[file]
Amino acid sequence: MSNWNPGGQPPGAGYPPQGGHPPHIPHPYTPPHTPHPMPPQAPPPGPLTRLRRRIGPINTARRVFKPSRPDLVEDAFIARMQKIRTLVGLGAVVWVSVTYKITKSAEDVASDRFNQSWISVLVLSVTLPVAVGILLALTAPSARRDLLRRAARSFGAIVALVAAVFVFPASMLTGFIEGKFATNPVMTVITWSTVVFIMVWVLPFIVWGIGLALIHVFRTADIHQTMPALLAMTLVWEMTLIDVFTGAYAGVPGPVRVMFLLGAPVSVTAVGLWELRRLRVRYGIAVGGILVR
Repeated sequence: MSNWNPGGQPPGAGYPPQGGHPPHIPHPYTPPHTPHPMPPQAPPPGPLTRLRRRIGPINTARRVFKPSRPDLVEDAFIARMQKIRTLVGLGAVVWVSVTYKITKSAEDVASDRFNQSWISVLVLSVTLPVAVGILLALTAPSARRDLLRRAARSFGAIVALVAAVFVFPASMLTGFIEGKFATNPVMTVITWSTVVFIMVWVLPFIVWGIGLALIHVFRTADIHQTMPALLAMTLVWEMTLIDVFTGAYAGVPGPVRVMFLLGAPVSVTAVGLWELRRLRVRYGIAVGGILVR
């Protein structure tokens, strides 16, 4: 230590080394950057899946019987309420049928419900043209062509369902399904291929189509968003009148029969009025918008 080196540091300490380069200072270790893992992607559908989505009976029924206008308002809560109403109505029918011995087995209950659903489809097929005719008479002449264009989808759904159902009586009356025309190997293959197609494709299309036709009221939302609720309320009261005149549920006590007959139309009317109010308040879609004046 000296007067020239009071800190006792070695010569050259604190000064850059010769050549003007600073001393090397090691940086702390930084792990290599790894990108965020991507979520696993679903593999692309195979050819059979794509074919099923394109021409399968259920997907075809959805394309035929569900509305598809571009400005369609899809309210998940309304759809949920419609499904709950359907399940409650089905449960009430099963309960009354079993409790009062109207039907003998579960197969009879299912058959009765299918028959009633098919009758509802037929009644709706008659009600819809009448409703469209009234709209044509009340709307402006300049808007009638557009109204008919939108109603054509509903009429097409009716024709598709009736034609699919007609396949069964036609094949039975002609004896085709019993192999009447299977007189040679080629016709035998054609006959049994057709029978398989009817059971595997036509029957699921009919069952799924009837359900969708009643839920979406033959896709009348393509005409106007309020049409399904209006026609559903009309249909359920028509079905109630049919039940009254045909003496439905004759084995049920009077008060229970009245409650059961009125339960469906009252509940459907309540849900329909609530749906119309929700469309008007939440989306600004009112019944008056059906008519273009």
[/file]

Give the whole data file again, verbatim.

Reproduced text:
Amino acid sequence: MSNWNPGGQPPGAGYPPQGGHPPHIPHPYTPPHTPHPMPPQAPPPGPLTRLRRRIGPINTARRVFKPSRPDLVEDAFIARMQKIRTLVGLGAVVWVSVTYKITKSAEDVASDRFNQSWISVLVLSVTLPVAVGILLALTAPSARRDLLRRAARSFGAIVALVAAVFVFPASMLTGFIEGKFATNPVMTVITWSTVVFIMVWVLPFIVWGIGLALIHVFRTADIHQTMPALLAMTLVWEMTLIDVFTGAYAGVPGPVRVMFLLGAPVSVTAVGLWELRRLRVRYGIAVGGILVR
Repeated sequence: MSNWNPGGQPPGAGYPPQGGHPPHIPHPYTPPHTPHPMPPQAPPPGPLTRLRRRIGPINTARRVFKPSRPDLVEDAFIARMQKIRTLVGLGAVVWVSVTYKITKSAEDVASDRFNQSWISVLVLSVTLPVAVGILLALTAPSARRDLLRRAARSFGAIVALVAAVFVFPASMLTGFIEGKFATNPVMTVITWSTVVFIMVWVLPFIVWGIGLALIHVFRTADIHQTMPALLAMTLVWEMTLIDVFTGAYAGVPGPVRVMFLLGAPVSVTAVGLWELRRLRVRYGIAVGGILVR
């Protein structure tokens, strides 16, 4: 230590080394950057899946019987309420049928419900043209062509369902399904291929189509968003009148029969009025918008 080196540091300490380069200072270790893992992607559908989505009976029924206008308002809560109403109505029918011995087995209950659903489809097929005719008479002449264009989808759904159902009586009356025309190997293959197609494709299309036709009221939302609720309320009261005149549920006590007959139309009317109010308040879609004046 000296007067020239009071800190006792070695010569050259604190000064850059010769050549003007600073001393090397090691940086702390930084792990290599790894990108965020991507979520696993679903593999692309195979050819059979794509074919099923394109021409399968259920997907075809959805394309035929569900509305598809571009400005369609899809309210998940309304759809949920419609499904709950359907399940409650089905449960009430099963309960009354079993409790009062109207039907003998579960197969009879299912058959009765299918028959009633098919009758509802037929009644709706008659009600819809009448409703469209009234709209044509009340709307402006300049808007009638557009109204008919939108109603054509509903009429097409009716024709598709009736034609699919007609396949069964036609094949039975002609004896085709019993192999009447299977007189040679080629016709035998054609006959049994057709029978398989009817059971595997036509029957699921009919069952799924009837359900969708009643839920979406033959896709009348393509005409106007309020049409399904209006026609559903009309249909359920028509079905109630049919039940009254045909003496439905004759084995049920009077008060229970009245409650059961009125339960469906009252509940459907309540849900329909609530749906119309929700469309008007939440989306600004009112019944008056059906008519273009």